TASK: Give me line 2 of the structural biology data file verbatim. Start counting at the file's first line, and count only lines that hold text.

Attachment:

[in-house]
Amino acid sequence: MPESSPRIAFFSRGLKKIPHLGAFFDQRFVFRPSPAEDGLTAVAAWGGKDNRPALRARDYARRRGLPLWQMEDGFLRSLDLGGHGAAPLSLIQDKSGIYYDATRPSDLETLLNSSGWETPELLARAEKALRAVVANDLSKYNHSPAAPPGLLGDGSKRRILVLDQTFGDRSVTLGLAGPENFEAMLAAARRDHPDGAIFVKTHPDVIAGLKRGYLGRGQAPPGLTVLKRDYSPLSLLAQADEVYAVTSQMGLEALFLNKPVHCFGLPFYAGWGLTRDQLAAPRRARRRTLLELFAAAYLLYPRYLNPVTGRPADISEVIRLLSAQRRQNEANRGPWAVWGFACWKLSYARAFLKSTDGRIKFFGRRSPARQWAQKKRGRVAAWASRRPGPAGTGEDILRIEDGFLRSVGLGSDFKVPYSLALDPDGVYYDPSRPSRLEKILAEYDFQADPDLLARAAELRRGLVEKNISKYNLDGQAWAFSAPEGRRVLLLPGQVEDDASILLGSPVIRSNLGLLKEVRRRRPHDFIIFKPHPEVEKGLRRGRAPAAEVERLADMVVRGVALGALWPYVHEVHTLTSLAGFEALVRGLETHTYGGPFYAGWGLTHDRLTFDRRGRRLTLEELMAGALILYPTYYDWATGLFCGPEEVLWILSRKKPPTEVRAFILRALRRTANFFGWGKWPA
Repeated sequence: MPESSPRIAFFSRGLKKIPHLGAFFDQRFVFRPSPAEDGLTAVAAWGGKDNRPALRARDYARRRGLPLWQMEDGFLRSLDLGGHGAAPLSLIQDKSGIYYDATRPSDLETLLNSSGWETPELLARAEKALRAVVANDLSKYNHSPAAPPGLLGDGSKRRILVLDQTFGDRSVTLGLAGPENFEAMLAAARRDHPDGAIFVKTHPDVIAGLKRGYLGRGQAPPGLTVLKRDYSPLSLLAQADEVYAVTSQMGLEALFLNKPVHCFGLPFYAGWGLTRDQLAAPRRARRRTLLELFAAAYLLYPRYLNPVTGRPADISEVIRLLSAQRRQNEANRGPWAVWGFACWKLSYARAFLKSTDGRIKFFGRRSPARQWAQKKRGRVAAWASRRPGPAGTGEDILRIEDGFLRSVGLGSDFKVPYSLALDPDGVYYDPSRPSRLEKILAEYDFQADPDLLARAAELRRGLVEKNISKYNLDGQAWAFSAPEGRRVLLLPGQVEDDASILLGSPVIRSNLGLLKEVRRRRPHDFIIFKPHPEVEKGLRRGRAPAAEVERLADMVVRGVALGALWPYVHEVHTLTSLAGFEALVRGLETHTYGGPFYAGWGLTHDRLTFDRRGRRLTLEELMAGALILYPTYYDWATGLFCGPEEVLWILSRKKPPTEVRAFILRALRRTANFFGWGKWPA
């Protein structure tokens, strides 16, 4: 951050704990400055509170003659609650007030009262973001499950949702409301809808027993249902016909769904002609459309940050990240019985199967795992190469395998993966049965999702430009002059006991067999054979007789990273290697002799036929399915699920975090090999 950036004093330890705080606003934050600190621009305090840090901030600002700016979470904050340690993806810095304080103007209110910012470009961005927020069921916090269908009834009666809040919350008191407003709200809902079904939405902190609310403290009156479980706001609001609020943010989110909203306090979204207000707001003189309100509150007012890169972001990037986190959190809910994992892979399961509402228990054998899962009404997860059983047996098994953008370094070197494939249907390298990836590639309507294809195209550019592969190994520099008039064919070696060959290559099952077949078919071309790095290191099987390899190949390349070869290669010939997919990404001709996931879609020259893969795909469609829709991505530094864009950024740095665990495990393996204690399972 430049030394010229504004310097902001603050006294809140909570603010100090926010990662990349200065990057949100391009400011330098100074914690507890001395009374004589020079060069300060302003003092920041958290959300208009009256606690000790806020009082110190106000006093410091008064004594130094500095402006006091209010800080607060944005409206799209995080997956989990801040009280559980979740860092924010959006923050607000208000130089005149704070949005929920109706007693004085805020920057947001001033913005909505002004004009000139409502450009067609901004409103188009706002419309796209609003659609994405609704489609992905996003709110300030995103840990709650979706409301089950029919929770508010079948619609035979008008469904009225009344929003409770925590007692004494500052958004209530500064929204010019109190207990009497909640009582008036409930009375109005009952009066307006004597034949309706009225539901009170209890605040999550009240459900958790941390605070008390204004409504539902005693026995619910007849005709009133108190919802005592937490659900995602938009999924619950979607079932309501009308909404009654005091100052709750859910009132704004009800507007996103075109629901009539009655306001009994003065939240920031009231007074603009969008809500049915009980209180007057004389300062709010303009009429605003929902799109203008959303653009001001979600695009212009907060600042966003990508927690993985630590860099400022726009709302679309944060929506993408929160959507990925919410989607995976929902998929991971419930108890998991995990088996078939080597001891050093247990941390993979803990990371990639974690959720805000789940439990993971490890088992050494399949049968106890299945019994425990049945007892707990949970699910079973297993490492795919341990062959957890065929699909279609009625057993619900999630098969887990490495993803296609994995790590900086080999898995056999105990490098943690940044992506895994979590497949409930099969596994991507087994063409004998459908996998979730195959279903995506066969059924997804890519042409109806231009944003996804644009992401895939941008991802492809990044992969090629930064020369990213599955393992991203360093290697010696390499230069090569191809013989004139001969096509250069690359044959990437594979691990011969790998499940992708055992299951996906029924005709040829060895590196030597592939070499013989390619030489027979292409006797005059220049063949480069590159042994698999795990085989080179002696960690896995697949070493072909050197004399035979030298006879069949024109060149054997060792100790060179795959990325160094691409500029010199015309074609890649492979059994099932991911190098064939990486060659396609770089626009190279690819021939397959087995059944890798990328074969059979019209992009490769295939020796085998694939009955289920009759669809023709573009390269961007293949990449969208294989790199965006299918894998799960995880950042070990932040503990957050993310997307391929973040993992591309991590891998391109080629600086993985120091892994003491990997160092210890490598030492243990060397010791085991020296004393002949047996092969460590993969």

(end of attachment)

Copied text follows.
Amino acid sequence: MPESSPRIAFFSRGLKKIPHLGAFFDQRFVFRPSPAEDGLTAVAAWGGKDNRPALRARDYARRRGLPLWQMEDGFLRSLDLGGHGAAPLSLIQDKSGIYYDATRPSDLETLLNSSGWETPELLARAEKALRAVVANDLSKYNHSPAAPPGLLGDGSKRRILVLDQTFGDRSVTLGLAGPENFEAMLAAARRDHPDGAIFVKTHPDVIAGLKRGYLGRGQAPPGLTVLKRDYSPLSLLAQADEVYAVTSQMGLEALFLNKPVHCFGLPFYAGWGLTRDQLAAPRRARRRTLLELFAAAYLLYPRYLNPVTGRPADISEVIRLLSAQRRQNEANRGPWAVWGFACWKLSYARAFLKSTDGRIKFFGRRSPARQWAQKKRGRVAAWASRRPGPAGTGEDILRIEDGFLRSVGLGSDFKVPYSLALDPDGVYYDPSRPSRLEKILAEYDFQADPDLLARAAELRRGLVEKNISKYNLDGQAWAFSAPEGRRVLLLPGQVEDDASILLGSPVIRSNLGLLKEVRRRRPHDFIIFKPHPEVEKGLRRGRAPAAEVERLADMVVRGVALGALWPYVHEVHTLTSLAGFEALVRGLETHTYGGPFYAGWGLTHDRLTFDRRGRRLTLEELMAGALILYPTYYDWATGLFCGPEEVLWILSRKKPPTEVRAFILRALRRTANFFGWGKWPA